A TensorFlow Implementation of Tacotron: A Fully End-to-End Text-To-Speech Synthesis Model
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fig Final Draft Jan 27, 2018
.gitignore Second draft - Refactored and modularized Jun 1, 2017
LICENSE Initial commit May 16, 2017
README.md Added Pretrained Models Mar 19, 2018
data_load.py `prepro` added Feb 8, 2018
eval.py Final Draft Jan 27, 2018
harvard_sentences.txt Final Draft Jan 27, 2018
history.md Final Draft Jan 27, 2018
hyperparams.py `prepro` added Feb 8, 2018
modules.py Final Draft Jan 27, 2018
networks.py Final Draft Jan 27, 2018
prepro.py `prepro` added Feb 8, 2018
synthesize.py Final Draft Jan 27, 2018
train.py Final Draft Jan 27, 2018
utils.py Final Draft Jan 27, 2018

README.md

A (Heavily Documented) TensorFlow Implementation of Tacotron: A Fully End-to-End Text-To-Speech Synthesis Model

Requirements

  • NumPy >= 1.11.1
  • TensorFlow >= 1.3
  • librosa
  • tqdm
  • matplotlib
  • scipy

Data

We train the model on three different speech datasets.

  1. LJ Speech Dataset
  2. Nick Offerman's Audiobooks
  3. The World English Bible

LJ Speech Dataset is recently widely used as a benchmark dataset in the TTS task because it is publicly available. It has 24 hours of reasonable quality samples. Nick's audiobooks are additionally used to see if the model can learn even with less data, variable speech samples. They are 18 hours long. The World English Bible is a public domain update of the American Standard Version of 1901 into modern English. Its original audios are freely available here. Kyubyong split each chapter by verse manually and aligned the segmented audio clips to the text. They are 72 hours in total. You can download them at Kaggle Datasets.

Training

  • STEP 0. Download LJ Speech Dataset or prepare your own data.
  • STEP 1. Adjust hyper parameters in hyperparams.py. (If you want to do preprocessing, set prepro True`.
  • STEP 2. Run python train.py. (If you set prepro True, run python prepro.py first)
  • STEP 3. Run python eval.py regularly during training.

Sample Synthesis

We generate speech samples based on Harvard Sentences as the original paper does. It is already included in the repo.

  • Run python synthesize.py and check the files in samples.

Training Curve

Attention Plot

Generated Samples

Pretrained Files

  • Keep in mind 200k steps may not be enough for the best performance.
  • LJ 200k
  • WEB 200k

Notes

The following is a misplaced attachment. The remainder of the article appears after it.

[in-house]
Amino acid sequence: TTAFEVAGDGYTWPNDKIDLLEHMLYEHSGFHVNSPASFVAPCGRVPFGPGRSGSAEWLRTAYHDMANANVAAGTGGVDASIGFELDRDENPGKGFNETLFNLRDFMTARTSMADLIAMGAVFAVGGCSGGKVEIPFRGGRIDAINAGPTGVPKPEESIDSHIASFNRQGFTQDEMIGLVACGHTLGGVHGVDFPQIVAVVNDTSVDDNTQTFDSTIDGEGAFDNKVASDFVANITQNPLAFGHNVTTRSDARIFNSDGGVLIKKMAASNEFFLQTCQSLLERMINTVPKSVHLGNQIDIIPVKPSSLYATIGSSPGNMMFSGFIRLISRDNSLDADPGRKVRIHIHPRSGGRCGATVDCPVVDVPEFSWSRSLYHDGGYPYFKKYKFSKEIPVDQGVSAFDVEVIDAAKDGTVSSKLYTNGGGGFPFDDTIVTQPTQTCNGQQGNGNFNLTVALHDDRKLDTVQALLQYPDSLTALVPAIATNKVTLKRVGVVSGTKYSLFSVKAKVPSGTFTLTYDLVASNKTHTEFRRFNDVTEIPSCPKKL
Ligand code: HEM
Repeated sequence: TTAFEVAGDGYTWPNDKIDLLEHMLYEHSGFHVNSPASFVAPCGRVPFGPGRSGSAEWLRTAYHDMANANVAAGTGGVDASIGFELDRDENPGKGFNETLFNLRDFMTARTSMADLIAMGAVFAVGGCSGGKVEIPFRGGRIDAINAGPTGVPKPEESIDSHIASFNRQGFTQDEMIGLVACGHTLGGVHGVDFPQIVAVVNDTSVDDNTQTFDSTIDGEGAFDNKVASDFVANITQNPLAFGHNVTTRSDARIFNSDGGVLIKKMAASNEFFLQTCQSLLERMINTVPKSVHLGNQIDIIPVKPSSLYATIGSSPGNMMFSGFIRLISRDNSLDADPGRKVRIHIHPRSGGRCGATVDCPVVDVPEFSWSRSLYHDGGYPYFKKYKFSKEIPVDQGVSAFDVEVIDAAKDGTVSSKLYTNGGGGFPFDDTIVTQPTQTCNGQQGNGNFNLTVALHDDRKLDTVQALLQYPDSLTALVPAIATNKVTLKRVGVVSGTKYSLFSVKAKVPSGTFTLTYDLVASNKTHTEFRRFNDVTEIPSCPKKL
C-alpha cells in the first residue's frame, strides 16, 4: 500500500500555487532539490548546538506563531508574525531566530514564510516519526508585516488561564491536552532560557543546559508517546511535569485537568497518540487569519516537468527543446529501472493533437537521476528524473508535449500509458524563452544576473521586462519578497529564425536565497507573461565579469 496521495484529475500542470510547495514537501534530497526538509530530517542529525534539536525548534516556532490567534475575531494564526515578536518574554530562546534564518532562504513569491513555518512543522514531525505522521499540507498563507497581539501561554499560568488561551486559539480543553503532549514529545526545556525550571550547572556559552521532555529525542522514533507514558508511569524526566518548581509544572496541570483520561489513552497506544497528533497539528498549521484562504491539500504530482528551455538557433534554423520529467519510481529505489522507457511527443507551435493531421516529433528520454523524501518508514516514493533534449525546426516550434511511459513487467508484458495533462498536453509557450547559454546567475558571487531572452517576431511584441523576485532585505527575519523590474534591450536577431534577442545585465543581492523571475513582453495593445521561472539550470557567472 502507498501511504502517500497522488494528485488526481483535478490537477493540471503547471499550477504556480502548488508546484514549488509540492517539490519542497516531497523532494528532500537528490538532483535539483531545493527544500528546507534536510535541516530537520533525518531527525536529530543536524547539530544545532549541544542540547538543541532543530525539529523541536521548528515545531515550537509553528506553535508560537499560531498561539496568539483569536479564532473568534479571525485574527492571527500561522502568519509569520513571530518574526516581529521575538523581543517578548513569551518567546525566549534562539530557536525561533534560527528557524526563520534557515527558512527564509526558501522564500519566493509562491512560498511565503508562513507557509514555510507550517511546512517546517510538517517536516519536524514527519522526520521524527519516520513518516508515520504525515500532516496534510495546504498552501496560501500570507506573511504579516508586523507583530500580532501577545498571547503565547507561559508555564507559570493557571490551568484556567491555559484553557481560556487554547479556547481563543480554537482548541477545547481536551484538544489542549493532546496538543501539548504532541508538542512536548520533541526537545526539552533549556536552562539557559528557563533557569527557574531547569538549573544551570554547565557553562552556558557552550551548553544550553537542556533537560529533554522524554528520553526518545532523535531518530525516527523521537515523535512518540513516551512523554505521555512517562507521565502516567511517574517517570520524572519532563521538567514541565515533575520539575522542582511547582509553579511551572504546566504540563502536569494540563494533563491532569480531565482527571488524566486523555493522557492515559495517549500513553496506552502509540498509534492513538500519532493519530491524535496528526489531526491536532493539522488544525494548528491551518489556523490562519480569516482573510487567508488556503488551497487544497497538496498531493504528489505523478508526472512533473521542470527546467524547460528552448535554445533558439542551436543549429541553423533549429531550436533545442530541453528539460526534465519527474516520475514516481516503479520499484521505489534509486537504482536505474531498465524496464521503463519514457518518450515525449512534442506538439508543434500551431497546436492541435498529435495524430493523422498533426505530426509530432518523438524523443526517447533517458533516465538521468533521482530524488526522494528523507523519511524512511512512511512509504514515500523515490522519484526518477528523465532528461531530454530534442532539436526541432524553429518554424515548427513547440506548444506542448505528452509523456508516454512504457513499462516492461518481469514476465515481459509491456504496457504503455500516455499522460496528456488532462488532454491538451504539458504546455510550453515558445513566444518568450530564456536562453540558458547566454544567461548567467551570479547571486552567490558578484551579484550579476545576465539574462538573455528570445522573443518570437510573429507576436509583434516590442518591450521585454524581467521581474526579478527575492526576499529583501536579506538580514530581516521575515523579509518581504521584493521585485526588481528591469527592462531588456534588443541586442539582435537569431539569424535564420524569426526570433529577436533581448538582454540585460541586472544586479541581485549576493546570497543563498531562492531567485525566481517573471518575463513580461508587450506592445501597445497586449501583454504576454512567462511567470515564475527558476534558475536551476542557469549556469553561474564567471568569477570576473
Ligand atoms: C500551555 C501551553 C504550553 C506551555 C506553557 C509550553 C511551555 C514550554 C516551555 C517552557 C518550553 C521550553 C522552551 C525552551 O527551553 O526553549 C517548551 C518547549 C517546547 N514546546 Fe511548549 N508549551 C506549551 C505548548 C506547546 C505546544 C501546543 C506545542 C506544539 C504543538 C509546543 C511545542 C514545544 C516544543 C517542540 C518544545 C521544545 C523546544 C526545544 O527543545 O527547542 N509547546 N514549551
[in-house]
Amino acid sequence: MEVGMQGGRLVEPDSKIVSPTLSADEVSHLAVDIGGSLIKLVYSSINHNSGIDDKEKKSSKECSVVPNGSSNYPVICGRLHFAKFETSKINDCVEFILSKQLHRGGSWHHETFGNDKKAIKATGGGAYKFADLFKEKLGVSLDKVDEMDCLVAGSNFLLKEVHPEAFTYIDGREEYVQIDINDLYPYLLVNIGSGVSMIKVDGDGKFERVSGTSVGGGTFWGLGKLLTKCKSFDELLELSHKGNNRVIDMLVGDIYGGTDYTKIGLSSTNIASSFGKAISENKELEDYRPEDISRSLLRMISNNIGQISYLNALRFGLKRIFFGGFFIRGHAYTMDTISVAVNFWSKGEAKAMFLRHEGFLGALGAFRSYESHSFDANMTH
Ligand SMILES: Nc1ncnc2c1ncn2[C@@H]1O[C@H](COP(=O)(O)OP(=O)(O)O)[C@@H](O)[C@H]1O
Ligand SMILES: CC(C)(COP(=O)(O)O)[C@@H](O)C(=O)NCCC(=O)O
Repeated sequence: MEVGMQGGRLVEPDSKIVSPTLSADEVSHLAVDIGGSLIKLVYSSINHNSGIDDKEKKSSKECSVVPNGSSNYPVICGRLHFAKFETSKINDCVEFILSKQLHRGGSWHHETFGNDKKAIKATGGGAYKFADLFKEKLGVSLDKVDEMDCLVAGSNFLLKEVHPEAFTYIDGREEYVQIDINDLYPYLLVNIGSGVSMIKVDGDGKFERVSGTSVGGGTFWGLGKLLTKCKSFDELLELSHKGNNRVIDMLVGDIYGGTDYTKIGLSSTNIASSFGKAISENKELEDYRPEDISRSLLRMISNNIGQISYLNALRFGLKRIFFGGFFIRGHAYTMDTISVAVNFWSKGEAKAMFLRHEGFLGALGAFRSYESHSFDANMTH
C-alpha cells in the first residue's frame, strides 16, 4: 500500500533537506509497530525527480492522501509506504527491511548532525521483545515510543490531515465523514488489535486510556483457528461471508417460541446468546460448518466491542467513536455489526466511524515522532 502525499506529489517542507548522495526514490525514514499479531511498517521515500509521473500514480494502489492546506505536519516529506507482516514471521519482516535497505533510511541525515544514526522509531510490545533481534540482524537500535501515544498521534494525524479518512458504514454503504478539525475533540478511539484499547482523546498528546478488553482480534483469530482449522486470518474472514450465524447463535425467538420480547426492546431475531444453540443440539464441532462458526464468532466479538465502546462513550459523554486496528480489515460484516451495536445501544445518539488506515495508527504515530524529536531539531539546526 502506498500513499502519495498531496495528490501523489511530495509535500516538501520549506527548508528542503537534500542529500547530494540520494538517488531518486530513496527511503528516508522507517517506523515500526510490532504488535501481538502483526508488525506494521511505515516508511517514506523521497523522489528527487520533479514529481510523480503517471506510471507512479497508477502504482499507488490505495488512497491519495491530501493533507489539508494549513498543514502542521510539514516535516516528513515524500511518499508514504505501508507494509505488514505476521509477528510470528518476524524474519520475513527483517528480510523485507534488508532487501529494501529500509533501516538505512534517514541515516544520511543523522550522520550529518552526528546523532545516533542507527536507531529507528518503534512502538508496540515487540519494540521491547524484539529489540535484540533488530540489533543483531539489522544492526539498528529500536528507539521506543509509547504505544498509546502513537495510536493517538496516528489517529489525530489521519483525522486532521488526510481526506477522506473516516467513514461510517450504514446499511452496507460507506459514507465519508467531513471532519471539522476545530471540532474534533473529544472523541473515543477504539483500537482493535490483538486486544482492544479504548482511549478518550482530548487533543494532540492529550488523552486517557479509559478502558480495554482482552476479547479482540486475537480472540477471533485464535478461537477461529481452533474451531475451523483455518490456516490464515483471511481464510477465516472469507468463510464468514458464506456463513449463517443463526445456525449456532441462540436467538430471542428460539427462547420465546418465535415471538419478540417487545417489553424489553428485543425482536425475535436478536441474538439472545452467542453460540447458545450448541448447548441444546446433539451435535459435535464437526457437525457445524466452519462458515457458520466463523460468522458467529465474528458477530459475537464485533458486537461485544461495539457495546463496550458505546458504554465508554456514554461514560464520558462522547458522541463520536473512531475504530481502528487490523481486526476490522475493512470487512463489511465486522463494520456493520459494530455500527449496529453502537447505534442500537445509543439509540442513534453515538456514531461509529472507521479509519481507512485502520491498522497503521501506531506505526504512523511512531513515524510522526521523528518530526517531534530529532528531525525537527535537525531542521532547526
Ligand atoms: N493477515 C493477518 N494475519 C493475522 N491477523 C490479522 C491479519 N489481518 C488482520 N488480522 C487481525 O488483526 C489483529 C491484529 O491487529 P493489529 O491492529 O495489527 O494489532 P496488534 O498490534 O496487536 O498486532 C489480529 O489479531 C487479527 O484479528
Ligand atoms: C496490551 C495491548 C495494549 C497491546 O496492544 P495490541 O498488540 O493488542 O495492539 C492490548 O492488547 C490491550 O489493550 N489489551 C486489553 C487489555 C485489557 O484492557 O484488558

• It's important to monitor the attention plots during training. If the attention plots look good (alignment looks linear), and then they look bad (the plots will look similar to what they looked like in the begining of training), then training has gone awry and most likely will need to be restarted from a checkpoint where the attention looked good, because we've learned that it's unlikely that the loss will ever recover. This deterioration of attention will correspond with a spike in the loss.

  • In the original paper, the authors said, "An important trick we discovered was predicting multiple, non-overlapping output frames at each decoder step" where the number of of multiple frame is the reduction factor, r. We originally interpretted this as predicting non-sequential frames during each decoding step t. Thus were using the following scheme (with r=5) during decoding.

    t    frame numbers
    -----------------------
    0    [ 0  1  2  3  4]
    1    [ 5  6  7  8  9]
    2    [10 11 12 13 14]
    ...
    

    After much experimentation, we were unable to have our model learning anything useful. We then switched to predicting r sequential frames during each decoding step.

    t    frame numbers
    -----------------------
    0    [ 0  1  2  3  4]
    1    [ 5  6  7  8  9]
    2    [10 11 12 13 14]
    ...
    

    With this setup we noticed improvements in the attention and have since kept it.

  • Perhaps the most important hyperparemeter is the learning rate. With an intitial learning rate of 0.002 we were never able to learn a clean attention, the loss would frequently explode. With an initial learning rate of 0.001 we were able to learn a clean attention and train for much longer get decernable words during synthesis.

  • Check other TTS models such as DCTTS or deep voice 3.

Differences from the original paper

  • We use Noam style warmup and decay.
  • We implement gradient clipping.
  • Our training batches are bucketed.
  • After the last convolutional layer of the post-processing net, we apply an affine transformation to bring the dimensionality up to 128 from 80, because the required dimensionality of highway net is 128. In the original highway networks paper, the authors mention that the dimensionality of the input can also be increased with zero-padding, but they used the affine transformation in all their experiments. We do not know what the Tacotron authors chose.

Papers that referenced this repo

Jan. 2018, Kyubyong Park & Tommy Mulc